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Volume 10, Number 4
July/August 1994

With New Court Decisions Backing Them, Advocates See Inclusion as a Question of Values

 

As children with disabilities join their peers in "inclusive" classrooms, the most contentious debate in special education has grown even more polarized. Some parents call inclusion "the best thing that ever happened to my child"; others call it a "cruel sales pitch." Some teachers are enthusiastic, others are appalled. Many are sympathetic but skeptical.

The American Federation of Teachers (AFT) has denounced the nationwide "rush to inclusion" and called for a moratorium on further efforts, except where "appropriate." But what is appropriate? Is it appropriate for autistic children, easily overwhelmed by normal classroom stimulation, to learn in less distracting environments? Or does that merely guarantee them sheltered, less productive lives?

After years of argument over the efficacy of special education and the harm done by labeling students "disabled", the issues remain unresolved. But growing numbers of educators have come to believe that every child with a disability should be educated alongside "typical peers," and that segregated special education is as damaging as segregation by race. "People used to say the same things about black kids coming into the classroom," says Robert Koegel, a psychologist and inclusion advocate at the University of California Santa Barbara: " 'Let's not rush into this.' "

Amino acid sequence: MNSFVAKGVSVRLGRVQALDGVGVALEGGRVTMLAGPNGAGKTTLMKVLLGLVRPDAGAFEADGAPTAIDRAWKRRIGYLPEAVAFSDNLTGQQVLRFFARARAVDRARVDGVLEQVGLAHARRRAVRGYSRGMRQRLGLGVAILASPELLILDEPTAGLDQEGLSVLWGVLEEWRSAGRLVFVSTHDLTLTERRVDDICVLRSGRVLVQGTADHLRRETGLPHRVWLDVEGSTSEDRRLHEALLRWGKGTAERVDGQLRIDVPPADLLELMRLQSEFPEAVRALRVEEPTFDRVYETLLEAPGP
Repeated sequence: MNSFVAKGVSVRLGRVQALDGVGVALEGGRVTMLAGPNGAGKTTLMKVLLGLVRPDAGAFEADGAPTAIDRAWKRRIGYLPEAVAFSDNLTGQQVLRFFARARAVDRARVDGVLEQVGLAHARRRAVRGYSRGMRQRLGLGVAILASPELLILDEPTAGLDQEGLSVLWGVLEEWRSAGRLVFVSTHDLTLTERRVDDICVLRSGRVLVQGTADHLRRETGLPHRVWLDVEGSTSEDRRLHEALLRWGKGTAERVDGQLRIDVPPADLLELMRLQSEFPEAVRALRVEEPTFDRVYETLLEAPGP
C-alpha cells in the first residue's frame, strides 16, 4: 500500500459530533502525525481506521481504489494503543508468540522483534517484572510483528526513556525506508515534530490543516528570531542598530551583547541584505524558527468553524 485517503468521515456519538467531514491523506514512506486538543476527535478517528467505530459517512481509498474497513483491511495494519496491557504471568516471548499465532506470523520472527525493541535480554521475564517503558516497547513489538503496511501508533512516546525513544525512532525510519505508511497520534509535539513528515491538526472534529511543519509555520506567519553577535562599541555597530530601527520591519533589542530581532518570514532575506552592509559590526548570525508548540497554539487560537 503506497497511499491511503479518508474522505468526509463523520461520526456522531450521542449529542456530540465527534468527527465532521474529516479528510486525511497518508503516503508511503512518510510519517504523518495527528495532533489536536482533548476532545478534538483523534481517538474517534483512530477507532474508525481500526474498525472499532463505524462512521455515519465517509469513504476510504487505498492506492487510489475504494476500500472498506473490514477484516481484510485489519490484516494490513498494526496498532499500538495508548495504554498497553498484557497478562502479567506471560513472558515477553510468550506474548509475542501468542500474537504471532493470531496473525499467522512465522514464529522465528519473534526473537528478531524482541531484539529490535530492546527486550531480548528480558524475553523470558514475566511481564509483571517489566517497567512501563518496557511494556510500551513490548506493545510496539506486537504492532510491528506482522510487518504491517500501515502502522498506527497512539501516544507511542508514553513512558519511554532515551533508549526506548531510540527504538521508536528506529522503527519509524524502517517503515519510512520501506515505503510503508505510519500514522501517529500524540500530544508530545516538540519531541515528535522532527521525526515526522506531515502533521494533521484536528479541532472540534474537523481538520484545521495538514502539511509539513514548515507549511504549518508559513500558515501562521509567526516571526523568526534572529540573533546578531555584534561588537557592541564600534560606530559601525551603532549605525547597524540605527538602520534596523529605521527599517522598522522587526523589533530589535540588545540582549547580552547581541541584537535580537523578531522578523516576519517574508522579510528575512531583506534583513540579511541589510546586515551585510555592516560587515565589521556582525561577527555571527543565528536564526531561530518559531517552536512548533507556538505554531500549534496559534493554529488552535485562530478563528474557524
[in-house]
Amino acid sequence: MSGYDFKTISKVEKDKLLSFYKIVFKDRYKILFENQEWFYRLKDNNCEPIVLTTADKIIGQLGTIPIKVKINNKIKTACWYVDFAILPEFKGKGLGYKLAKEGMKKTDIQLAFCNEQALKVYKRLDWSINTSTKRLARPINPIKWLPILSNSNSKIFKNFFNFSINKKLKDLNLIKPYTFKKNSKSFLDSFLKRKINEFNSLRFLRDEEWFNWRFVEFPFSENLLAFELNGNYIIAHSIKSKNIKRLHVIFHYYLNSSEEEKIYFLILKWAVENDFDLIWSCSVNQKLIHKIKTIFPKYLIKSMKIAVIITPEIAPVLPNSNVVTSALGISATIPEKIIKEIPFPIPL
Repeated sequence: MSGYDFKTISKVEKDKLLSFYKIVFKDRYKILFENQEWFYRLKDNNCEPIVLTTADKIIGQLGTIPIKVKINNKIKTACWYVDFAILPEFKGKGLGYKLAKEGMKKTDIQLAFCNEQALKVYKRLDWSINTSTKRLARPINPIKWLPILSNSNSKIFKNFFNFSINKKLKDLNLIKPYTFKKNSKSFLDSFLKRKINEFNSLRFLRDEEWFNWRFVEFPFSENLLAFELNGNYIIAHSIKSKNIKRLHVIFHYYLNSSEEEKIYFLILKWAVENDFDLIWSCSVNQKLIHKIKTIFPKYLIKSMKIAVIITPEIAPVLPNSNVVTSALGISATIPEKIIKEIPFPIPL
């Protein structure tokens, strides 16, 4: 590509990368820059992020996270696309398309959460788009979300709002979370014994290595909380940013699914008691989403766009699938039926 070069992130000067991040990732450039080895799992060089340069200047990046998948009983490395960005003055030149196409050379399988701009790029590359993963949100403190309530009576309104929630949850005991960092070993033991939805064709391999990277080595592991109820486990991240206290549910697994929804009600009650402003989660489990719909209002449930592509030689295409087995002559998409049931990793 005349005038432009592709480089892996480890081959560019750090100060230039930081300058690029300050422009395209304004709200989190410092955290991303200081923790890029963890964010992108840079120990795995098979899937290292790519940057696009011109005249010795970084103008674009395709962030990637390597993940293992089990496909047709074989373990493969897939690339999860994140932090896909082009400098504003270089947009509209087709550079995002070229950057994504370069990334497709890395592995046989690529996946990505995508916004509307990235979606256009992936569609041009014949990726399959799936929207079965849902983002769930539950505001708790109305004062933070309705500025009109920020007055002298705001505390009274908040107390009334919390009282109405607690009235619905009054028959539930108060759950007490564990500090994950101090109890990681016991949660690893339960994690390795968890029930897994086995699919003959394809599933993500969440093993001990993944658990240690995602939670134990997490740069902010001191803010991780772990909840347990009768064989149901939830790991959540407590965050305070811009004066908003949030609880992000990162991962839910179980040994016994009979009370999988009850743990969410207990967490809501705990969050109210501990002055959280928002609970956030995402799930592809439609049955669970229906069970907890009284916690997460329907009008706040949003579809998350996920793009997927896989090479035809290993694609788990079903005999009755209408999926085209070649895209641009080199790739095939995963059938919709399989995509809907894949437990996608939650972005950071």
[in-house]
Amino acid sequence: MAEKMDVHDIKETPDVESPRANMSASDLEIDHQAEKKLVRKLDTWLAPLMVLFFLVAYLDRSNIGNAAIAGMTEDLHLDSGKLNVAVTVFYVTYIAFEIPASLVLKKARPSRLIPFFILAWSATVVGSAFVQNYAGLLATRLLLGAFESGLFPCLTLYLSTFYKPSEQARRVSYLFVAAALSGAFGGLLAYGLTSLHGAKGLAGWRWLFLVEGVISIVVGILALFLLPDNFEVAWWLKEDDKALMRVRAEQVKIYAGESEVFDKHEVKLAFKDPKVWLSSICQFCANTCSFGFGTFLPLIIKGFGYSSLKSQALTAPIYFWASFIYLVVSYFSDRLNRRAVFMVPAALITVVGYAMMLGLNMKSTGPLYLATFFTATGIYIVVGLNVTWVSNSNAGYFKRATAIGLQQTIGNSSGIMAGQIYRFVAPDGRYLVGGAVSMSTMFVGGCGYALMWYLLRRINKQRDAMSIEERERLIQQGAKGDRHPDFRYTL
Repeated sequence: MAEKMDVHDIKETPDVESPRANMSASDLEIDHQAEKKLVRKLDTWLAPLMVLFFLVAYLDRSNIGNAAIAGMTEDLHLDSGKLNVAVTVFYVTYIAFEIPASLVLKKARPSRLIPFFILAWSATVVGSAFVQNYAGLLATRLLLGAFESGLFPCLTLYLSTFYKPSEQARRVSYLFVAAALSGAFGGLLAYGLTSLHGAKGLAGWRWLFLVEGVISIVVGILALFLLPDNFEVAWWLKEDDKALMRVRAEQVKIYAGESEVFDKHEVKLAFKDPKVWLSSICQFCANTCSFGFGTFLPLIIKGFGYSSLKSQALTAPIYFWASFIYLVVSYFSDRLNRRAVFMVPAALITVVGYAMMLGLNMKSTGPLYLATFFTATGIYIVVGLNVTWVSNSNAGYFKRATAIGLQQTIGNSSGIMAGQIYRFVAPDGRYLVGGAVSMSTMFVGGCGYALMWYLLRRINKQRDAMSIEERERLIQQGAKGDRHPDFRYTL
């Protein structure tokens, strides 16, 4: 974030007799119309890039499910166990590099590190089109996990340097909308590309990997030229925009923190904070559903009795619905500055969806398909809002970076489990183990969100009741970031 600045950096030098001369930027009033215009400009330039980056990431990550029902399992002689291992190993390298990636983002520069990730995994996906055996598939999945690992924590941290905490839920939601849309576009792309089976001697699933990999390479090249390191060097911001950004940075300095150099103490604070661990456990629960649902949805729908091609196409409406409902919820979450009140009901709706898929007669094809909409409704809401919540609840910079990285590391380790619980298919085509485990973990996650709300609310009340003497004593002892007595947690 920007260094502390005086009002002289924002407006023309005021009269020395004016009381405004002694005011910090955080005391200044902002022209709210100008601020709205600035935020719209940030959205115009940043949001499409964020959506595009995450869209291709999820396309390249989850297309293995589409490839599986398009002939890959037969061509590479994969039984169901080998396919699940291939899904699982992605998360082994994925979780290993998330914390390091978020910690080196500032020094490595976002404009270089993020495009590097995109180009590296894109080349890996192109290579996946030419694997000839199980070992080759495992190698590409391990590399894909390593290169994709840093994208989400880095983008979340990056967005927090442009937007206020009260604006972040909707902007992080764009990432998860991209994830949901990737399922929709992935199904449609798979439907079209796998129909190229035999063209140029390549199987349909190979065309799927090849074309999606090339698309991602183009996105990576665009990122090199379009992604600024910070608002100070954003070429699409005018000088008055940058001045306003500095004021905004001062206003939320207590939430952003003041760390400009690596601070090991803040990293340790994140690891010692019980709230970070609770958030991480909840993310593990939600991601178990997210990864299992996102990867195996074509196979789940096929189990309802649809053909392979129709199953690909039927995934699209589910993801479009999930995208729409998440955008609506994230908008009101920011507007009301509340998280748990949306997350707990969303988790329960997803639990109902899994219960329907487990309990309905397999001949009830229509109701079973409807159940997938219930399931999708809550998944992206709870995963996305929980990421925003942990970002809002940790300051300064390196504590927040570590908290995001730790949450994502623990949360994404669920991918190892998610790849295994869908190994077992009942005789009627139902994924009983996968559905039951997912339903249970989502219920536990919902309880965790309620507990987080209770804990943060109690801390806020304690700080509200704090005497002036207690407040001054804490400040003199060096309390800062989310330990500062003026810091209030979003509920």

This is an excerpt from the Harvard Education Letter. Subscribers can click here to continue reading this article.

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For Further Information

For Further Information

M. Forest and J. O'Brien. Action for Inclusion. Inclusion Press, 24 Thorne Crescent, Toronto, Ontario M6H 2S5; 1989.

"Inclusion of Special Needs Students in Regular Classrooms." American Federation of Teachers, 555 New Jersey Ave. NW, Washington, DC 20001.

J. Kauffman. "The Regular Education Initiative as Reagan-Bush Education Policy: A Trickle-Down Theory of Education of the Hard-to-Teach." Journal of Special Education 23, no. 3 (Fall 1989): 256-278.

B. Rimland. "Beware the Advozealots: Mindless Good Intentions Injure the Handicapped." Autism Research Review International 7, no. 4 (1993). Autism Research Institute, 4182 Adams Ave., San Diego, CA 02116.

L. Wilde, R. K. Koegel, and R. L. Koegel. "Increasing Success in School Through Priming: A Training Manual." CCS Psychology Program, Graduate School of Education, University of California, Santa Barbara, CA 93106; 1992.